When a family is preparing to adopt and bringing a baby or child home, you may hear much about it. There’s such anticipation and preparation. Perhaps you’ve given money to an adoption fundraiser or prayed for people waiting and working through a pile of paperwork.
We brought home three kids through three separate private adoption processes. Now those babies are 14, nearly 12, and 6. We don’t talk as much about adoption in our everyday conversations.
But we still talk about it.
A dear friend who adopted kids and has worked with families in the midst of trauma advised me: If you can’t remember the last time you talked about adoption, you should talk about it. That really made sense to me and I’ve carried that truth into this season of parenting that is less about how they came to be Taylors and more about what it means to be Taylors.
Rachel is the age Cate was when she met her birth mom for the first time. Rachel had multiple coffee and lunch dates with her birth mom and me in the months after she was born. She may not remember but I do. Ben hasn’t met his birth mom, but we’ve told him more and more details as he’s gotten older. He expresses less interest but wonders more about what ifs. Cate is very matter of fact about it all. Rachel is still asking lots of questions.
While their adoption stories have similarities, they also are as unique as their personalities. Adoption has common themes regardless of the details, but each story comes with its own highs and lows. And that’s okay.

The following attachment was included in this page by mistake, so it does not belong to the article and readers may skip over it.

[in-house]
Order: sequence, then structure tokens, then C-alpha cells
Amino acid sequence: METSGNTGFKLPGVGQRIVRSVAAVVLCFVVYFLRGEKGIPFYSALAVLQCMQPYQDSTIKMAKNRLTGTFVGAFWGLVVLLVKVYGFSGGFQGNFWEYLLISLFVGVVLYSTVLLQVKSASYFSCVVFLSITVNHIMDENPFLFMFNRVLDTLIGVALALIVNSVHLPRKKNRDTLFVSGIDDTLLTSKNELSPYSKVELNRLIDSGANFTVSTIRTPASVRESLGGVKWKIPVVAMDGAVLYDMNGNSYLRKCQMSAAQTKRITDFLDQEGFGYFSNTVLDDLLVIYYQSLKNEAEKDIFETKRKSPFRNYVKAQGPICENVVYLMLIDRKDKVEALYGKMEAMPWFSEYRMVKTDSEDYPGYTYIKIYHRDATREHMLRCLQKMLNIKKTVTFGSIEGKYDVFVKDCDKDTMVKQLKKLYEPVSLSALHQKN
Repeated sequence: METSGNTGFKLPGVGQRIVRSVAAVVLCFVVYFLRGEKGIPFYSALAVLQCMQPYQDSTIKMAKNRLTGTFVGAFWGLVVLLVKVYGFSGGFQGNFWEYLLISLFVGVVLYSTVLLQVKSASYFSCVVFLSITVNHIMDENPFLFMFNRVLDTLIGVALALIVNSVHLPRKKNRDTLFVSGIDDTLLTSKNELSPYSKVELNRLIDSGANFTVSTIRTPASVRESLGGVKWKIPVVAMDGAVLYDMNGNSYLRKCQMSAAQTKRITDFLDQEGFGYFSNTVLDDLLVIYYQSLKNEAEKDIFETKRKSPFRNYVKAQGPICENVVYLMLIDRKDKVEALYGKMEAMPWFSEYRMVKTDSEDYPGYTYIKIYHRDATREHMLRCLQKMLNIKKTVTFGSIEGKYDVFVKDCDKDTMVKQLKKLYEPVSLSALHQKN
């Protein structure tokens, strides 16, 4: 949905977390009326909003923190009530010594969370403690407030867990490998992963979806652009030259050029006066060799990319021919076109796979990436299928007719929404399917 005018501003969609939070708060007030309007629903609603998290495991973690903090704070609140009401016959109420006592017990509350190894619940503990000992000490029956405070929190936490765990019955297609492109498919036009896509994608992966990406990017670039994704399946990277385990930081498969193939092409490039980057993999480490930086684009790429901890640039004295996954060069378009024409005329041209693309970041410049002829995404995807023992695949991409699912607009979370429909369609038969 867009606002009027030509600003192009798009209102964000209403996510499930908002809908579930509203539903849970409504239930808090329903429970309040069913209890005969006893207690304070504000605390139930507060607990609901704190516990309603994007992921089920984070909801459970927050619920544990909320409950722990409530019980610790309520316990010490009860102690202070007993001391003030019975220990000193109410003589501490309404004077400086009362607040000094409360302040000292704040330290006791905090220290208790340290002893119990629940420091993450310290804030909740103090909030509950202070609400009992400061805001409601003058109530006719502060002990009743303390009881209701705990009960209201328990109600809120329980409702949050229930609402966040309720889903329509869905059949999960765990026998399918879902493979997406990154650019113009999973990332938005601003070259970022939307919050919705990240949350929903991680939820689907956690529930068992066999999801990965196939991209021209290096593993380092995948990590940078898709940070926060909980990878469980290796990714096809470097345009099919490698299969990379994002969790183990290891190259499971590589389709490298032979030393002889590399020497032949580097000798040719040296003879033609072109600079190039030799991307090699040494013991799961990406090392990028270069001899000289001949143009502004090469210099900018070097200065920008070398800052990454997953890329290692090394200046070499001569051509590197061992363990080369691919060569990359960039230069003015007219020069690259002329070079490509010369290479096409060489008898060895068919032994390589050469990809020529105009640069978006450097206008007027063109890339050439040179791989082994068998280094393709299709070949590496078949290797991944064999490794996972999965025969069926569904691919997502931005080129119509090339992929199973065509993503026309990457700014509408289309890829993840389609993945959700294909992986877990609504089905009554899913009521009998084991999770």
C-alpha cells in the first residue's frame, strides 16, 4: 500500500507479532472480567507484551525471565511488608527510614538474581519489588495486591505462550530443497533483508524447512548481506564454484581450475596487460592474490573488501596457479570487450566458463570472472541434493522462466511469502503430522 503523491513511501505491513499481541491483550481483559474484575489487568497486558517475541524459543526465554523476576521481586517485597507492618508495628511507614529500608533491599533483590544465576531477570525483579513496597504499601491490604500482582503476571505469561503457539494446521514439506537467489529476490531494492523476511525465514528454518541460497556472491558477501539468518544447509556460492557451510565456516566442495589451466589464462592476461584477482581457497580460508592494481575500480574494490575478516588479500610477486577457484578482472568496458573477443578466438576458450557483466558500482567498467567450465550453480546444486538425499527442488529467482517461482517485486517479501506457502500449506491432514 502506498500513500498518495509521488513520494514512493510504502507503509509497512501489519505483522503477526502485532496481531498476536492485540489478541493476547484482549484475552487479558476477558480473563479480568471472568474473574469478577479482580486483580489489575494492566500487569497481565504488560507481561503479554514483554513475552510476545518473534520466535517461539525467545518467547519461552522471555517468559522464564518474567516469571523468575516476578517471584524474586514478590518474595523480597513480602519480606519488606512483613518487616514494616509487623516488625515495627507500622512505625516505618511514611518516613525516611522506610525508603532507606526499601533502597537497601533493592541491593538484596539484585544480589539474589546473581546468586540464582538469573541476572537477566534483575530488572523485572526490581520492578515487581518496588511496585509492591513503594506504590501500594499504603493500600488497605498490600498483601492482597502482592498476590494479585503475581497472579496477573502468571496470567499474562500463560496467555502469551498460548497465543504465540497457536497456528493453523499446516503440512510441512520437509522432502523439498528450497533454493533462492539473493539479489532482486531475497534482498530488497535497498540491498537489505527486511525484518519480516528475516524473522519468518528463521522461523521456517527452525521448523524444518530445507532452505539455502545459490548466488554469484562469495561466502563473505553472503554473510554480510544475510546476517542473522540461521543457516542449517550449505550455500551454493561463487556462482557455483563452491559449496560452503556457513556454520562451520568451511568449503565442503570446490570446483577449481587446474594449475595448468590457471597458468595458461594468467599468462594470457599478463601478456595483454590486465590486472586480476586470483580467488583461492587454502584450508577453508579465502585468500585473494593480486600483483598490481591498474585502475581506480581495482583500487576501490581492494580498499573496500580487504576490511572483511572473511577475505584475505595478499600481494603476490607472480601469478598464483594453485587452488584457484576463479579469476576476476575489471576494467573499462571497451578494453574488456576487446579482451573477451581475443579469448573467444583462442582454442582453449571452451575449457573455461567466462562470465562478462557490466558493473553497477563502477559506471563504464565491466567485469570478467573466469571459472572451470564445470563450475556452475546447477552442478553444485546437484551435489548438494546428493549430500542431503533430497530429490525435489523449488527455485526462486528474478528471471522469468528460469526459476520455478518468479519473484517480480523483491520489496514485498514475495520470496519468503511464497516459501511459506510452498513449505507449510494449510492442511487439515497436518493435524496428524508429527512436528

We have a community of other families created through adoption, so, thankfully, it’s not weird for my kids to know others know how God built our family. These stories are our testimony of God’s faithfulness. While some details are private, we never wanted to hoard the celebration of God making ways through the wilderness.
In Rachel’s kindergarten class, four of the fourteen kids were adopted. One of Cate’s closest friends has two brothers who were adopted. Her health teacher knew she might not have as much medical history as her classmates. When Ben was a kindergartner, I got to be friends with a classmate’s mom because we were both adding to our families through adoption and our families still share life together.
These ties and others that bind are strong and valuable — and that’s one of the reasons we will always talk about adoption.
I’ve written much more about bringing these babies home in my book, “Peace in the Process: How Adoption Built My Faith & My Family,” which is available on Amazon or from me directly. I also have some free goodies, including a sample chapter and lists of resources, available on my website.